I think the hardest part is probably the touring aspect. When you tour with friends or people you don’t know very well, you know I’ve played as a hired musician the first tour I did with one of the one of these bands I had only rehearsed with some members of the bands I think twice for about two to three hours each time and most of the time we spent playing music, so I really got in a van with a bunch of people that I didn’t really know. But eventually we became really great friends.
If you have a long drive and are telling stories together there is something really magical and beautiful about that.

I am actually staying with an old friend of mine right now who played in Out Smarting Simon with me and we went out last night and we brought up a lot of things we loved about touring together. You know when you have the great late night conversations where you get down and deep about things you really care about? Being with three people is a memory I’ll never forget.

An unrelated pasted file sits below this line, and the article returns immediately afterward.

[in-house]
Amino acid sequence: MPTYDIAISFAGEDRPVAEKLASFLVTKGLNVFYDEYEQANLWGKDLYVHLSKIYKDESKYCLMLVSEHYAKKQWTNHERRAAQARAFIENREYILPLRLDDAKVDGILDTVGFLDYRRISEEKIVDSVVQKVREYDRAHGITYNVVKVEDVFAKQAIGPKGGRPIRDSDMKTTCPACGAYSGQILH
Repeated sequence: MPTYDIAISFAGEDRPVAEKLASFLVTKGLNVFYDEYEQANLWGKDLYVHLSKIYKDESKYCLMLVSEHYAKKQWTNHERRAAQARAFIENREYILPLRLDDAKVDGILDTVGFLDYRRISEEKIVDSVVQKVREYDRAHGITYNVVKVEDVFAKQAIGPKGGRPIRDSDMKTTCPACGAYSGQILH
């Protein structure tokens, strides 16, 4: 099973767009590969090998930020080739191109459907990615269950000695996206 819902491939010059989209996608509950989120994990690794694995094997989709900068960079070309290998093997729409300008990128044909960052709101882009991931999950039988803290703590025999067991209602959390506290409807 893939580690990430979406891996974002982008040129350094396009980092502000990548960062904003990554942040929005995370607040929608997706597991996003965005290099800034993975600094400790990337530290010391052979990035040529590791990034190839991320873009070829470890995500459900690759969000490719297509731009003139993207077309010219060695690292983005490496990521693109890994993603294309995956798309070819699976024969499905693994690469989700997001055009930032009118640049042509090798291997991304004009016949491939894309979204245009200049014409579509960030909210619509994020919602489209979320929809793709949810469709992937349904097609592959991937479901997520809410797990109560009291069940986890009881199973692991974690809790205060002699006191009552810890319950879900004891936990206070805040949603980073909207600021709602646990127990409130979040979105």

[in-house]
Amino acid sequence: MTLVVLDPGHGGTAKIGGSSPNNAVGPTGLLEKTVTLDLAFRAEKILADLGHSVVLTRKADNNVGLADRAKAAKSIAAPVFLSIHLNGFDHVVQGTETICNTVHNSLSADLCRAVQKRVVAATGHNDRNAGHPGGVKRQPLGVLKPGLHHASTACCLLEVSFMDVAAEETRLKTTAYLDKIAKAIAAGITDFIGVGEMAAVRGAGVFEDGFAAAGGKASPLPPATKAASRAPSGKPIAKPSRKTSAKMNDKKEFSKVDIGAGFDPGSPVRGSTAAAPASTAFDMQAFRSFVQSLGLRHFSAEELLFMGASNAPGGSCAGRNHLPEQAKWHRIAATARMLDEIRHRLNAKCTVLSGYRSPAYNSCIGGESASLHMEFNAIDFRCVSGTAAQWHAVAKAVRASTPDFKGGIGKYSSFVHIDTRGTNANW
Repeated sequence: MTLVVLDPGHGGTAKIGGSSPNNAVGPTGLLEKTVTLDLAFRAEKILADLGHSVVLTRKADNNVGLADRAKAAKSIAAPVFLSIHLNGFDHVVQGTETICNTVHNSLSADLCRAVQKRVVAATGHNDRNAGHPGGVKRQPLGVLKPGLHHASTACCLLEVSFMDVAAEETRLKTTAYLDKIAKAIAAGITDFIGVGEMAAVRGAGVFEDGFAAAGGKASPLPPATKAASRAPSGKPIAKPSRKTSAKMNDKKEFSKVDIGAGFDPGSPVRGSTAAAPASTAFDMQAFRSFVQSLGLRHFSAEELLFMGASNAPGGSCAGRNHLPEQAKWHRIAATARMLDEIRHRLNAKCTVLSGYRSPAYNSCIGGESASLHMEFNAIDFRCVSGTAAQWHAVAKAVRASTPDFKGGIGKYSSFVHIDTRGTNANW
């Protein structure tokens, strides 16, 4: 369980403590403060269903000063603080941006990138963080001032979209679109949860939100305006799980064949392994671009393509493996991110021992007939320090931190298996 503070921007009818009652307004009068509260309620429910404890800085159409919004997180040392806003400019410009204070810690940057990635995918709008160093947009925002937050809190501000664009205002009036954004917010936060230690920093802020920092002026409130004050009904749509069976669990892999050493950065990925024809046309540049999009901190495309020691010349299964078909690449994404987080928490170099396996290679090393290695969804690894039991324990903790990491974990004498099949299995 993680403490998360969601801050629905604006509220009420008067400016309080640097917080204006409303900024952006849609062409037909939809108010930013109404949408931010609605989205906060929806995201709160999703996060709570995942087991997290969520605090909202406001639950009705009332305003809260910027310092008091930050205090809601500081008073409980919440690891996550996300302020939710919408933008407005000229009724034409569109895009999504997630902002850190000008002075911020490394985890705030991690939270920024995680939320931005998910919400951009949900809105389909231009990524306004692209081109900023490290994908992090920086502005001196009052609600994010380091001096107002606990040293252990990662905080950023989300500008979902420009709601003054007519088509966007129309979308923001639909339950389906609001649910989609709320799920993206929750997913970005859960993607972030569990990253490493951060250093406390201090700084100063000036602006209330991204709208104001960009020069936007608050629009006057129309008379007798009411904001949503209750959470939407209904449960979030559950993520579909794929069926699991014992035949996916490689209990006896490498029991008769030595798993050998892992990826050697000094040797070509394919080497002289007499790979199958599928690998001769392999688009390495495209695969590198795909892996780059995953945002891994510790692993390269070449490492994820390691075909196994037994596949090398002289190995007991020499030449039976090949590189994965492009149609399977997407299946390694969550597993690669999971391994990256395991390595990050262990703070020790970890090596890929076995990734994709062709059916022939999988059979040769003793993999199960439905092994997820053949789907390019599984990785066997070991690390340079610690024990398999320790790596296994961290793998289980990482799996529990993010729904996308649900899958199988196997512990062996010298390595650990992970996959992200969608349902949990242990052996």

Thankfully being alone and touring, as a solo artist has given me the time and opportunity to hop on tours last minute and filling in on tours. When I was in Europe I had six days off and I filled five of them in. I hopped in a van with one of the bands and one of the guys in the band I know was a promoter and would say to the promoters of the clubs “hey, I know this really cool dude…. can he play for ten minutes while were setting up?” Almost with out fail they would say yes. And I would get to play a full set. My set is really easy. I just pretty much get up there and play. So being able to that is really positive and I have had a lot of opportunities to do that.